Sonic’s done a lot in 30 years. He’s been a pioneer of the high-speed 2D platformer, an Olympic athlete, a respectable kart racing enthusiast, a fighter, a TV star, and a Hollywood blockbuster movie star as well. But he’s never done open world, and Sonic Frontiers fixes to change that. I was fortunate enough to be one of the first people outside of Sonic Team to go hands-on with Sonic Frontiers, and let me just say, if you’re worried about how the blue blur will fare in this unfamiliar genre, I think Crush 40 put it best:: “Open your heart, it’s gonna be alright.”
The first thing that struck me about Sonic Frontiers was how uniquely somber and serene it was right from the outset. After flying into a wormhole with Tails and Amy, Sonic finds himself separated from his friends and all alone on an isolated island, with nothing but an AI voice guiding him to collect the Chaos Emeralds. There’s no one for Sonic to bounce quips off of, no energetic Crush 40 soundtrack, just wide-open fields as far as the eye can see. There’s an air of mystery in Sonic Frontiers, and it’s a vibe that’s driven home even further by the beautiful yet minimalist piano melodies that accompany Sonic as he explores the island.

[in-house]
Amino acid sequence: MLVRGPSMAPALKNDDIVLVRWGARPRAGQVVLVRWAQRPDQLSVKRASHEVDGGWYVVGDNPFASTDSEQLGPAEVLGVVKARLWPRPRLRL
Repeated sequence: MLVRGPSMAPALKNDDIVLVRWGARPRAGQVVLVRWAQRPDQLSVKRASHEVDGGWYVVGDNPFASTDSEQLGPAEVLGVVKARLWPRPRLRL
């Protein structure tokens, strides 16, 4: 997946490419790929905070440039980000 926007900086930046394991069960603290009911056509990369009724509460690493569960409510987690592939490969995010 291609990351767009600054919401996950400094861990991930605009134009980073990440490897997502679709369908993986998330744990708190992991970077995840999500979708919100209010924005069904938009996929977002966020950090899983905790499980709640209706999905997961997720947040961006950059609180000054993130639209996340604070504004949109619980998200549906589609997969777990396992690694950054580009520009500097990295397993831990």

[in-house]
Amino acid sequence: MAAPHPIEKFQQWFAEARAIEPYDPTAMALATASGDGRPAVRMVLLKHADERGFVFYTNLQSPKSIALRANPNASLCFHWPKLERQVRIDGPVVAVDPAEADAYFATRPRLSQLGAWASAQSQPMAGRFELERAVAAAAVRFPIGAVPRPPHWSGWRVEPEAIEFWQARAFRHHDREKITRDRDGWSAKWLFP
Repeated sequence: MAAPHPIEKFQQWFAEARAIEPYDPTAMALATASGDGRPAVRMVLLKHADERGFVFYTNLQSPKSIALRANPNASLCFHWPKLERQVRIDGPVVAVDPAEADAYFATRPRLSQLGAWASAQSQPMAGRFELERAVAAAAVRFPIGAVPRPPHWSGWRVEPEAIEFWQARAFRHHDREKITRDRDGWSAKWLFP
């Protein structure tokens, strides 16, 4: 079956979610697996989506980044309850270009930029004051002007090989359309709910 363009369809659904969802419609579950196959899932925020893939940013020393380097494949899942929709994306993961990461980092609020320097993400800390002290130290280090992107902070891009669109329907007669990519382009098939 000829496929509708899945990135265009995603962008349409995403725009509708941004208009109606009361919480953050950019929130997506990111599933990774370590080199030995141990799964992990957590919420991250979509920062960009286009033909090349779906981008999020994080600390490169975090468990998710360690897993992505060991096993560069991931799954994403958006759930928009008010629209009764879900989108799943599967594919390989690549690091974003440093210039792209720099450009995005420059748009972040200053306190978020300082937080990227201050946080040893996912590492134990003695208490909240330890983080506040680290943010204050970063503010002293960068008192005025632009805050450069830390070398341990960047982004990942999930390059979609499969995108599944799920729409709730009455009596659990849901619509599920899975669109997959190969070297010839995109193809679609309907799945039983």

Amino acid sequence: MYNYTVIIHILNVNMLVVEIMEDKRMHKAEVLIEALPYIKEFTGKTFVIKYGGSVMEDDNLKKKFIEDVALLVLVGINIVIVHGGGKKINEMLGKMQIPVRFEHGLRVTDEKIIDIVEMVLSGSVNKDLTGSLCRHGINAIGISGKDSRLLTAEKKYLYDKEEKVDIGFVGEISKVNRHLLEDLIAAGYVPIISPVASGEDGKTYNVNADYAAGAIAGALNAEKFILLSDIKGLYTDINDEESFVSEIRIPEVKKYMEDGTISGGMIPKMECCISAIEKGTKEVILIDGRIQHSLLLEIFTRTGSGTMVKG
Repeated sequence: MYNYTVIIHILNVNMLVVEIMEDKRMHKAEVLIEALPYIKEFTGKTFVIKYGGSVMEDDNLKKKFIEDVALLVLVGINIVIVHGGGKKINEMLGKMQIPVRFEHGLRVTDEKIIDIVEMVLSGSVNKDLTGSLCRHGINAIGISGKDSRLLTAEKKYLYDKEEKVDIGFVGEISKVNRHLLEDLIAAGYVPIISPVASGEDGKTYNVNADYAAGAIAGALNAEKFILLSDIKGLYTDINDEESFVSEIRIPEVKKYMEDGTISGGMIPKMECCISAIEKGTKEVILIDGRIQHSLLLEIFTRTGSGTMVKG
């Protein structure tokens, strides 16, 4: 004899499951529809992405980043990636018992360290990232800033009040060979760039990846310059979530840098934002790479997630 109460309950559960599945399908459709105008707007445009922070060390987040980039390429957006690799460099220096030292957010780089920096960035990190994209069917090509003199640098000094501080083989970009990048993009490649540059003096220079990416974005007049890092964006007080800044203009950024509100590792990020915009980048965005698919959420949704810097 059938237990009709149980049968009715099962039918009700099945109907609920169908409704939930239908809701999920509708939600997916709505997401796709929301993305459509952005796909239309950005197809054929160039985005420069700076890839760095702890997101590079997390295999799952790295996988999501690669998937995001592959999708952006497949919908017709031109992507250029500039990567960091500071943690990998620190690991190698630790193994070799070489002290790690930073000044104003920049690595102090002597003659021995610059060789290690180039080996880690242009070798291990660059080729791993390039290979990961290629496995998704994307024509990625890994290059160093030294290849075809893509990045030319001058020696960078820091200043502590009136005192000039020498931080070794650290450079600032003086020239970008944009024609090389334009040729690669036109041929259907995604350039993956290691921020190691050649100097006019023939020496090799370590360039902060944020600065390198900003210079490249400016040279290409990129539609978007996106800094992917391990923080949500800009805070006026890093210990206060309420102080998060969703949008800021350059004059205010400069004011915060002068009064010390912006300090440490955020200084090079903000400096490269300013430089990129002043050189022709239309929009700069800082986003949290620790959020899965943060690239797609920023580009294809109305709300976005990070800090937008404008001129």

All of this is a very intentional choice. I asked Sonic Team Head Takashi Iizuka to describe how the tone of Sonic Frontiers differs from previous Sonic games, and he said, “Past games in the Sonic series have taken different tones depending on their story and themes. This time, these mysterious islands are the game’s major setting. That’s why our artists have worked hard to create a mysterious mood.”
Of course, the big new change in Sonic Frontiers is the shift from purely linear levels to a huge open world where Sonic can run freely in any direction, but Sonic Team doesn’t like to use the term “Open World” to describe Sonic Frontiers’ gameplay, instead referring to its style as being “Open Zone.”